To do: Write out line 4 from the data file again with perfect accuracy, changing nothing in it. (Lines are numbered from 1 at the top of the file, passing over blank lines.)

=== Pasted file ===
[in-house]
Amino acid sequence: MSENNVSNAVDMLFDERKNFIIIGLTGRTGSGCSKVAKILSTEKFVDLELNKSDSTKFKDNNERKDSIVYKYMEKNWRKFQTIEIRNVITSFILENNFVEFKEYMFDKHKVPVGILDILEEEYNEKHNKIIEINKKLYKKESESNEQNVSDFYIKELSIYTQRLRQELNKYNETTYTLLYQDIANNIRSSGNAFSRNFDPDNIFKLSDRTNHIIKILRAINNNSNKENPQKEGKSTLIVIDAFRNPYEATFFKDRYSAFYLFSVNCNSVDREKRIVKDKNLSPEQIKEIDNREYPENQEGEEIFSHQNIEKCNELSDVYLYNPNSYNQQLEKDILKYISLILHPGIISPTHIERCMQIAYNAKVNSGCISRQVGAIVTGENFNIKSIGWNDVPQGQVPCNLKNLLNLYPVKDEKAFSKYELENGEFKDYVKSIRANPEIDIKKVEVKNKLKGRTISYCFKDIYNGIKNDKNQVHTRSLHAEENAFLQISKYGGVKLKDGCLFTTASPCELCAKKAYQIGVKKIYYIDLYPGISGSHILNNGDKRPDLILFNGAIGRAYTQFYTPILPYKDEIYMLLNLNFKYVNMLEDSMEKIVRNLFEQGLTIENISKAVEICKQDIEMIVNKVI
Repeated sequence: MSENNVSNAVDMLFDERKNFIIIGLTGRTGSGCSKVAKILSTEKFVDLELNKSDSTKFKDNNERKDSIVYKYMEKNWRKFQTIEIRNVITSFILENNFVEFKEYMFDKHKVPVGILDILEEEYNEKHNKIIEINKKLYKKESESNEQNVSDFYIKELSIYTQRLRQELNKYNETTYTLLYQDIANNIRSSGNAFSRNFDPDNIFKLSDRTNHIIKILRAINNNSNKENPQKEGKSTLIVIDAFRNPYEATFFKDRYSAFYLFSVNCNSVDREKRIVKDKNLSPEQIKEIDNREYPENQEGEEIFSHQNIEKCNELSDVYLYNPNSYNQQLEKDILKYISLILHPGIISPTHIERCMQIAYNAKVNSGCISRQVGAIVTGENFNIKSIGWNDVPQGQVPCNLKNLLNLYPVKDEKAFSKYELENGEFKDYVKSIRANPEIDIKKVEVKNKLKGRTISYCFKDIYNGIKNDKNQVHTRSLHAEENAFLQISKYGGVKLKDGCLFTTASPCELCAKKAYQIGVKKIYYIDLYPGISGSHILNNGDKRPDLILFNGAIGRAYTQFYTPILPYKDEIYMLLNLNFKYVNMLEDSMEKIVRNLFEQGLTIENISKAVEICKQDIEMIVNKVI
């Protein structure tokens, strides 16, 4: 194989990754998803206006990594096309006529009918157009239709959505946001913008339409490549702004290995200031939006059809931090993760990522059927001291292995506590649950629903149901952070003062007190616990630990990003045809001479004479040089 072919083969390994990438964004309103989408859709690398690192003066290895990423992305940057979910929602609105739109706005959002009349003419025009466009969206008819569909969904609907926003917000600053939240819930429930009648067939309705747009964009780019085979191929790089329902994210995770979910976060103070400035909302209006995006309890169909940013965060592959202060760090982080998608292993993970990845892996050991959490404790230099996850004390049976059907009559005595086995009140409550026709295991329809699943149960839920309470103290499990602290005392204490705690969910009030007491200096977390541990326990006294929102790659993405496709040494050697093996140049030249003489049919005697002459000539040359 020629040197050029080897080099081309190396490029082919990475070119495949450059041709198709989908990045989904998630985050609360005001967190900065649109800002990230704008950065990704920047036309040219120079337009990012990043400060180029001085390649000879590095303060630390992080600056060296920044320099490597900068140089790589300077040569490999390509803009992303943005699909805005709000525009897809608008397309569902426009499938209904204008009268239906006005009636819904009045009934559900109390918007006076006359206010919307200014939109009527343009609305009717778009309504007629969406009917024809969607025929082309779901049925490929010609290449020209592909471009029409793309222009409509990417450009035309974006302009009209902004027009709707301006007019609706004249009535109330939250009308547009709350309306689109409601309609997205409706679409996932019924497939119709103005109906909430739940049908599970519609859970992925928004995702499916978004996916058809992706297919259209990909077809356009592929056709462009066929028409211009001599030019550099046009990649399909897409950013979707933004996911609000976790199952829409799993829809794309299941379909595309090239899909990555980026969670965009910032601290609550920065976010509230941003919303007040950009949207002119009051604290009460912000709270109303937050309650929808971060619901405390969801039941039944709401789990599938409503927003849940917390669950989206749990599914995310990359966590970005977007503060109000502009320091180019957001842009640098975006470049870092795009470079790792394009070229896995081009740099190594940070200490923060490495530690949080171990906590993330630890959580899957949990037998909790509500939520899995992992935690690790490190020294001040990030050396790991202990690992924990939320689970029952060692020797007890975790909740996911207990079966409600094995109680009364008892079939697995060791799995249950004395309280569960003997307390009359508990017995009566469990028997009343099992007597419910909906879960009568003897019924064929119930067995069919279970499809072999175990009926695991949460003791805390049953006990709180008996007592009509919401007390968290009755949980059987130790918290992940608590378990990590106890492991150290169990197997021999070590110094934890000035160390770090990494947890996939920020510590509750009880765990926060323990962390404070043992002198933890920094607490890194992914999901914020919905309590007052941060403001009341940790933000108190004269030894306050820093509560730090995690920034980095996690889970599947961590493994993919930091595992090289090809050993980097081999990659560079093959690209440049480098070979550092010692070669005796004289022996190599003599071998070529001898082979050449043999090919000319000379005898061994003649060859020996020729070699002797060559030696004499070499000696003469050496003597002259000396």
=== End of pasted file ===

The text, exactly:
């Protein structure tokens, strides 16, 4: 194989990754998803206006990594096309006529009918157009239709959505946001913008339409490549702004290995200031939006059809931090993760990522059927001291292995506590649950629903149901952070003062007190616990630990990003045809001479004479040089 072919083969390994990438964004309103989408859709690398690192003066290895990423992305940057979910929602609105739109706005959002009349003419025009466009969206008819569909969904609907926003917000600053939240819930429930009648067939309705747009964009780019085979191929790089329902994210995770979910976060103070400035909302209006995006309890169909940013965060592959202060760090982080998608292993993970990845892996050991959490404790230099996850004390049976059907009559005595086995009140409550026709295991329809699943149960839920309470103290499990602290005392204490705690969910009030007491200096977390541990326990006294929102790659993405496709040494050697093996140049030249003489049919005697002459000539040359 020629040197050029080897080099081309190396490029082919990475070119495949450059041709198709989908990045989904998630985050609360005001967190900065649109800002990230704008950065990704920047036309040219120079337009990012990043400060180029001085390649000879590095303060630390992080600056060296920044320099490597900068140089790589300077040569490999390509803009992303943005699909805005709000525009897809608008397309569902426009499938209904204008009268239906006005009636819904009045009934559900109390918007006076006359206010919307200014939109009527343009609305009717778009309504007629969406009917024809969607025929082309779901049925490929010609290449020209592909471009029409793309222009409509990417450009035309974006302009009209902004027009709707301006007019609706004249009535109330939250009308547009709350309306689109409601309609997205409706679409996932019924497939119709103005109906909430739940049908599970519609859970992925928004995702499916978004996916058809992706297919259209990909077809356009592929056709462009066929028409211009001599030019550099046009990649399909897409950013979707933004996911609000976790199952829409799993829809794309299941379909595309090239899909990555980026969670965009910032601290609550920065976010509230941003919303007040950009949207002119009051604290009460912000709270109303937050309650929808971060619901405390969801039941039944709401789990599938409503927003849940917390669950989206749990599914995310990359966590970005977007503060109000502009320091180019957001842009640098975006470049870092795009470079790792394009070229896995081009740099190594940070200490923060490495530690949080171990906590993330630890959580899957949990037998909790509500939520899995992992935690690790490190020294001040990030050396790991202990690992924990939320689970029952060692020797007890975790909740996911207990079966409600094995109680009364008892079939697995060791799995249950004395309280569960003997307390009359508990017995009566469990028997009343099992007597419910909906879960009568003897019924064929119930067995069919279970499809072999175990009926695991949460003791805390049953006990709180008996007592009509919401007390968290009755949980059987130790918290992940608590378990990590106890492991150290169990197997021999070590110094934890000035160390770090990494947890996939920020510590509750009880765990926060323990962390404070043992002198933890920094607490890194992914999901914020919905309590007052941060403001009341940790933000108190004269030894306050820093509560730090995690920034980095996690889970599947961590493994993919930091595992090289090809050993980097081999990659560079093959690209440049480098070979550092010692070669005796004289022996190599003599071998070529001898082979050449043999090919000319000379005898061994003649060859020996020729070699002797060559030696004499070499000696003469050496003597002259000396």